Yesterday the annual Free the Grapes Direct to Consumer Symposium was hosted at the Meritage Resort in Napa. For our 50 state union, there are few, if any substances as regulated in this country as alcohol. In their words, “Free the Grapes! is a national, grassroots coalition of consumers, wineries and retailers who seek to remove restrictions on wine direct shipping. Our goal is to augment, not replace, the three-tier system with limited, regulated wine shipments from wineries and retailers to consumers.” Indeed their work is essential for our industry.
The conference offered some interesting insights on hospitality and customer relationship management from beyond our own industry as well as insights from a few successful wine industry executives describing their own best practices making the difference in their business. There were some specific details in the Iron Marketer Challenge segment and a detailed presentation of “aspirational customer service programs” from the VP of Best Buy that I thought warranted taking notes. On the heels of a timely release from Lesley Berglund’s WISE Academy, what was left untouched by the conference pointed me to this educational program.
No doubt there was great value in the day including the exhibit hall and the sponsors appearing there. The only things I thought were missing are as follows:
- 1. A much deeper and more detailed set of solutions for direct to consumer questions and needs including hospitality training, e-marketing, online presence, social media, and wine club management.
- 2. A better execution of the sessions and use of the internet/social media/networking back channel. There was no twitter search tag (perhaps because only a handful of tweeters were on during the conference?). So we created our own tag #DTC. This is as much for the attendees as for the folks on twitter who didn’t attand but were curious to listen to the day’s events. Similarly, presentations, links, power point decks, etc. could have been and should have been made available in real time…or immediately after the presentation. We’re told they will be available next week. I think there were missed opportunities here.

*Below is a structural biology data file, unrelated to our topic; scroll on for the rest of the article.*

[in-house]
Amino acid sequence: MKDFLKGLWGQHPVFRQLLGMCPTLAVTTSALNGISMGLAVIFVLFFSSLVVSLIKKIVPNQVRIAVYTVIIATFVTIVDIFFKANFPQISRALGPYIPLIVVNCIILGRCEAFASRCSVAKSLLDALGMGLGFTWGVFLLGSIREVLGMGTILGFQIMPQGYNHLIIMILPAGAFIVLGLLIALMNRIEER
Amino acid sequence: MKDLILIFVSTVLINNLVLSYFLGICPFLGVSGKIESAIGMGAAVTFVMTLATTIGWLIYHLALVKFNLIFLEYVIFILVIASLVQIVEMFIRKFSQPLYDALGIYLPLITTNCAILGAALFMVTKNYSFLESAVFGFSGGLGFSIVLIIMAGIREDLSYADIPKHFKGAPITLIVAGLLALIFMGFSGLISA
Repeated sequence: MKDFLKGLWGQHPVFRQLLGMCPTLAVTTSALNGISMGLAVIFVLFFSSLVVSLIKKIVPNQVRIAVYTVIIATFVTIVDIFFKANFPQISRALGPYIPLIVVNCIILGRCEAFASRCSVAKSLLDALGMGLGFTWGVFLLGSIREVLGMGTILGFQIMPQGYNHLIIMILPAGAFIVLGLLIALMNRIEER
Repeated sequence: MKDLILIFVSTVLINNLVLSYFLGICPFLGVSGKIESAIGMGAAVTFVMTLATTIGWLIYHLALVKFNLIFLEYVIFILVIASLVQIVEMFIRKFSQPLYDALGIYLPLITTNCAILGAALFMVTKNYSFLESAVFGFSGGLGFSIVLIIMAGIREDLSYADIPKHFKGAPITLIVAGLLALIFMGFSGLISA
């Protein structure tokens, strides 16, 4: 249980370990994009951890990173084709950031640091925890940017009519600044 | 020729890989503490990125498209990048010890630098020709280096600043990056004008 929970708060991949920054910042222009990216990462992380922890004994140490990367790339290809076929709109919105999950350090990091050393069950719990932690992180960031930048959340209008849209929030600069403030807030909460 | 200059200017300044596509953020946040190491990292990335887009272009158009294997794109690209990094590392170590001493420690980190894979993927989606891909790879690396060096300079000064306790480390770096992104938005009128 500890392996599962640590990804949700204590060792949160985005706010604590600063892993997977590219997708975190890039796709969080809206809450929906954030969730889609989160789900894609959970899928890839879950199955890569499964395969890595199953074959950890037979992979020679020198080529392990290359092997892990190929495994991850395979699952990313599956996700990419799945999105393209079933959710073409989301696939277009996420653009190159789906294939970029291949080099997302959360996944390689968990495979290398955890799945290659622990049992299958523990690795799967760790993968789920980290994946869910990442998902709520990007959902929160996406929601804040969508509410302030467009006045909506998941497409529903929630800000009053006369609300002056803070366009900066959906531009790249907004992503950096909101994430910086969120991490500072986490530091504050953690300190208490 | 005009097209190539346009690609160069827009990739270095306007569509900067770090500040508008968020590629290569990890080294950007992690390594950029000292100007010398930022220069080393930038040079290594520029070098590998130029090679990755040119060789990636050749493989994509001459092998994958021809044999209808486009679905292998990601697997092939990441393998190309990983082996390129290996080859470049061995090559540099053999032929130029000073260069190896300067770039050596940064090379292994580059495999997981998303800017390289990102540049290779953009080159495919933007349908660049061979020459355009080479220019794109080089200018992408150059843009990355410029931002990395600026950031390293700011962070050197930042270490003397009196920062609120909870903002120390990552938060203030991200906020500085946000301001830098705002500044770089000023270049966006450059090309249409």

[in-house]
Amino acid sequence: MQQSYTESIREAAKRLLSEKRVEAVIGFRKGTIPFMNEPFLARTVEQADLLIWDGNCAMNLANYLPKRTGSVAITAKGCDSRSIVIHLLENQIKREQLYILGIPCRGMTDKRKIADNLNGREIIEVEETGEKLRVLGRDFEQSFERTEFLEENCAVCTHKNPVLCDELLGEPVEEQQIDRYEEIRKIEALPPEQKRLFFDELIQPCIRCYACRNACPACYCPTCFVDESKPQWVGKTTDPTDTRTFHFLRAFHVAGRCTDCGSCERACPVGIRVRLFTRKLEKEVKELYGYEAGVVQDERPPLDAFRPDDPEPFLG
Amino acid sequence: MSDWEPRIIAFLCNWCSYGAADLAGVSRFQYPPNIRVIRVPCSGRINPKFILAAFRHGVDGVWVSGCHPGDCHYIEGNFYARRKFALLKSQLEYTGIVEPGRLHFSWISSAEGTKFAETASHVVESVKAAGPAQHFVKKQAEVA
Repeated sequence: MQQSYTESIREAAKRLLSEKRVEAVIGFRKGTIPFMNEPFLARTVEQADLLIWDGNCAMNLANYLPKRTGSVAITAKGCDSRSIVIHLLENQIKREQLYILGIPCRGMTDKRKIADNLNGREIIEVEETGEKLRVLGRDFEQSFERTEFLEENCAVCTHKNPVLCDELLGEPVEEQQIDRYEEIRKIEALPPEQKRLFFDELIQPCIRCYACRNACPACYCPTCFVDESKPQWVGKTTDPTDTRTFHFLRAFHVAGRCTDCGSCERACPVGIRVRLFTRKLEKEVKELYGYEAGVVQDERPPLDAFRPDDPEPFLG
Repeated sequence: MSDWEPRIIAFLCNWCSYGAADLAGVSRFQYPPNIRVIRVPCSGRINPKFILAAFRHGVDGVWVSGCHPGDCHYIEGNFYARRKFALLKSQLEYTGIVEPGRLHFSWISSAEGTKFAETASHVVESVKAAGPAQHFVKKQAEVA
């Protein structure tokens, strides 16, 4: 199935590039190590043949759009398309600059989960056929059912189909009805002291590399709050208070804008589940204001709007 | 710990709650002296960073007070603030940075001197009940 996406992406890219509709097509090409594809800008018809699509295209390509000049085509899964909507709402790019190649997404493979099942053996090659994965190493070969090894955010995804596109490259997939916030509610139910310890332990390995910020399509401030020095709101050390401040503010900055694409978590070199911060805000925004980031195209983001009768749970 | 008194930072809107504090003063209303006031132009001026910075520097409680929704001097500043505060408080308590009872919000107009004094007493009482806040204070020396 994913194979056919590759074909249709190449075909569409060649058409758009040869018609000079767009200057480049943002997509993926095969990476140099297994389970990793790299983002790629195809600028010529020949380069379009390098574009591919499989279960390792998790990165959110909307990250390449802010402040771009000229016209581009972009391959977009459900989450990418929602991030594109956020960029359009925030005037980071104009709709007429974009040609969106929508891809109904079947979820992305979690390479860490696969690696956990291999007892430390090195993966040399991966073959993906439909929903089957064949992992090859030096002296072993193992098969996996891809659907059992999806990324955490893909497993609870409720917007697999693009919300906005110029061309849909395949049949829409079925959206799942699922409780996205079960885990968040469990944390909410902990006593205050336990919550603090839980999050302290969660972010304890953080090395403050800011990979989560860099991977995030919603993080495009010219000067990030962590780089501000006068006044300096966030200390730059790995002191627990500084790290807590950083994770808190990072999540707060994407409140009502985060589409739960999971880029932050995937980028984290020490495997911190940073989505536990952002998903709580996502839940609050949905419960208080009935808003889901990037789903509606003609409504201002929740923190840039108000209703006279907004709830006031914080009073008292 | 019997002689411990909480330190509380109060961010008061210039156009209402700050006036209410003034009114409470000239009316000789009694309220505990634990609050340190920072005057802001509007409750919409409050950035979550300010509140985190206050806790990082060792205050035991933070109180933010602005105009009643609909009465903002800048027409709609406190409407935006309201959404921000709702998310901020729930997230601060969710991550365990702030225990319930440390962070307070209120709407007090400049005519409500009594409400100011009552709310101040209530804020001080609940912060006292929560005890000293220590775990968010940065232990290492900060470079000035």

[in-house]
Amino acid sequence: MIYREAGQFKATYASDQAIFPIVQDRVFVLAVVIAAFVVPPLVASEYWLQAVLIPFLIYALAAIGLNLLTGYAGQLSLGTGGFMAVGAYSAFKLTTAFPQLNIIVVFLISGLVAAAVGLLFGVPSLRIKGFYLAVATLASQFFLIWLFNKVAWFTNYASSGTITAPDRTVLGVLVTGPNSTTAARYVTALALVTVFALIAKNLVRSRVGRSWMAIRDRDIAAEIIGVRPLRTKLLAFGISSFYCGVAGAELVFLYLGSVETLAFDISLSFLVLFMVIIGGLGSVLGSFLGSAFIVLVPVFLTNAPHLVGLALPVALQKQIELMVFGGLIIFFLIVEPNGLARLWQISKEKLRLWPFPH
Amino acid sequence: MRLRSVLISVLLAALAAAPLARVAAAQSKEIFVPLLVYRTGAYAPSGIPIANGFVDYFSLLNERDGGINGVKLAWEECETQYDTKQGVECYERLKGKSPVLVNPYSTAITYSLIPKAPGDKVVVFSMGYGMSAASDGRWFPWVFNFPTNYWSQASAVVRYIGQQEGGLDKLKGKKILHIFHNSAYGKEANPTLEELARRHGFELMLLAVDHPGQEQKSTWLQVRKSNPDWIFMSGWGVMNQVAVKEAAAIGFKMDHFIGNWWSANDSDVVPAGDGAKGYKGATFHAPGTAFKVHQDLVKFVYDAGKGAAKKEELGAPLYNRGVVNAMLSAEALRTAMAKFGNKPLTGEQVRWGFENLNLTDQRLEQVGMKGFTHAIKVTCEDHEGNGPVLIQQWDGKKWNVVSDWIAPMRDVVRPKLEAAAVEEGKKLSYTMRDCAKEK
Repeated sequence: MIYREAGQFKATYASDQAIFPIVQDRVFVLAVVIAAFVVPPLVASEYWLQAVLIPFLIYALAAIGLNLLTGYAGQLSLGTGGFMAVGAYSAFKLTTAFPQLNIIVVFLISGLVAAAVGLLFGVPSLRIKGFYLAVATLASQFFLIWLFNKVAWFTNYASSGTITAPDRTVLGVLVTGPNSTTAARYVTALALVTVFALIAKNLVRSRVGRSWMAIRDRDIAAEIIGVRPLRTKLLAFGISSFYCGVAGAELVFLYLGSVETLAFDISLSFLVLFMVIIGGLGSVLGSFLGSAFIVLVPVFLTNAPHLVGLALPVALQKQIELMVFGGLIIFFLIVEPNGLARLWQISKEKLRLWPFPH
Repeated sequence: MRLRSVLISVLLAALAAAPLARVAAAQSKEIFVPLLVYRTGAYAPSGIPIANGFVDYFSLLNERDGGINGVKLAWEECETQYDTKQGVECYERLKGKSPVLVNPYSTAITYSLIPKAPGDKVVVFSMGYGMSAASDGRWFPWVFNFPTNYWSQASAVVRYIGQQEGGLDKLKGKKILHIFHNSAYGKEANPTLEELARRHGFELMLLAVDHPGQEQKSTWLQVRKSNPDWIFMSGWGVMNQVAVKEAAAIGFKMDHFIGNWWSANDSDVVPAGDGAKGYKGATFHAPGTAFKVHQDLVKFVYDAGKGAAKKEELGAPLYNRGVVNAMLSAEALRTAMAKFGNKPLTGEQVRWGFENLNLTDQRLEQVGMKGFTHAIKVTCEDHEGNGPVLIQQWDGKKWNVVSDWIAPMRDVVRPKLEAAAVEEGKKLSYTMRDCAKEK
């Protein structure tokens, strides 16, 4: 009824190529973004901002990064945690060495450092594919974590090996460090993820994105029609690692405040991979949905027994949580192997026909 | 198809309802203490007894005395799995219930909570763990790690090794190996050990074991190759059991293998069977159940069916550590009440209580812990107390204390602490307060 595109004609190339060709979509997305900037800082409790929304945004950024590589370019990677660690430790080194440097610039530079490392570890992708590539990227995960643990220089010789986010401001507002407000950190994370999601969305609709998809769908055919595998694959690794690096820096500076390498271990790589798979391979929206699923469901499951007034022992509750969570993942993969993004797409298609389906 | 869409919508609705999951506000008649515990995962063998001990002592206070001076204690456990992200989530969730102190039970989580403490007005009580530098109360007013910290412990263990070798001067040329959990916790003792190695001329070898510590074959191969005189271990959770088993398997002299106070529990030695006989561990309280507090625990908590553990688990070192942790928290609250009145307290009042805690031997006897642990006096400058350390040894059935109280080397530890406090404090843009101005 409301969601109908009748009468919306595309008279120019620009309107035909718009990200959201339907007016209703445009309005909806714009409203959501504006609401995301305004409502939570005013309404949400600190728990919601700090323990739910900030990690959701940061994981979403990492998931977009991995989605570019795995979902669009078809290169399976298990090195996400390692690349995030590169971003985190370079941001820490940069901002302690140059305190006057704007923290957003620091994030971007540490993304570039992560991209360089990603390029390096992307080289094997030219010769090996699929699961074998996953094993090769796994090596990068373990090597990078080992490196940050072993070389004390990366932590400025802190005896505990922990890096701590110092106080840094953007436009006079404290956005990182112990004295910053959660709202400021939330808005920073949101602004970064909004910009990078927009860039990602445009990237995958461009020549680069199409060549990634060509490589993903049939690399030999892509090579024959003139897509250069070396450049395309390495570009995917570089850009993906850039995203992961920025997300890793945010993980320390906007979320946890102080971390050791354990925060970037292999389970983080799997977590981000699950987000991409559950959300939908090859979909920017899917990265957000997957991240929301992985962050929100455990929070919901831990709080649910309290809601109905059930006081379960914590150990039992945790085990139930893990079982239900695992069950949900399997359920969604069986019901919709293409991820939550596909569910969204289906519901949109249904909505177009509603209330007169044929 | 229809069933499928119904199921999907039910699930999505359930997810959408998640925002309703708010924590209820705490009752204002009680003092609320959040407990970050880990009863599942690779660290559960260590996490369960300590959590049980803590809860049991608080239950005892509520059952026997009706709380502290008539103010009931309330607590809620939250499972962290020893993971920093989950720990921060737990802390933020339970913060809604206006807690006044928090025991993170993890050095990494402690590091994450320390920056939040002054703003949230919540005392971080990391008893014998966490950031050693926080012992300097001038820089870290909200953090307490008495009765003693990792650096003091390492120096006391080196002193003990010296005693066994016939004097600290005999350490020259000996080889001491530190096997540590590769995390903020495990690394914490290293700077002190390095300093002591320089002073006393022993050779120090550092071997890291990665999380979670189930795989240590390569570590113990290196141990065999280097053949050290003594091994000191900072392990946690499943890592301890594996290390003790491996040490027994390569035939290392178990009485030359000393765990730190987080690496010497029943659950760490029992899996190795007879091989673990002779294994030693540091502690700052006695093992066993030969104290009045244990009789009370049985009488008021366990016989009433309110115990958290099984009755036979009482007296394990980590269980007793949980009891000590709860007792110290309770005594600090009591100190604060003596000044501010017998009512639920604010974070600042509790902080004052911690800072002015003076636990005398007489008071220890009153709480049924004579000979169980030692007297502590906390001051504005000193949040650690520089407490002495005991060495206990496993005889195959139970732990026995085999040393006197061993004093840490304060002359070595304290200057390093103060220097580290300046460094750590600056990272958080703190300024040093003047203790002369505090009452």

With 7 sessions and only 2 time slots (sessions 1,2 & 3 were at 1:30, sessions 4,5,6, & 7 were at 3:15) I could not attend more than 2 sessions. There were 3 or 4 sessions I thought could have been valuable to me, so it is possible that the deficits I listed above were detailed in a session I couldn’t attend. On the technology possibilities listed above I watched and experienced them during the Web 2.0 Expo in New York City. What a great standard they have set. And the technology is not out of reach for a Napa conference. There is an opportunity being lost that is well within our reach. Check out this fantastic post about using the back channel to add value to a conference.
I certainly understand that conferences are a bear to produce and my evaluation comes with the hope that we all work with constructive criticism to make our work in the wine industry better by leaps and bounds. There are a few conferences in our industry (Wine 2.0, WITS, WBC) that I applaud for surveying their attendees for feedback. I know as a presenter I value that response and use the feedback to prepare the next time I am in front of an audience. So it is in that spirit that I offer my thoughts here. The need for DTC training, conversations and networking is too great to go without. Thanks for working to fill that need.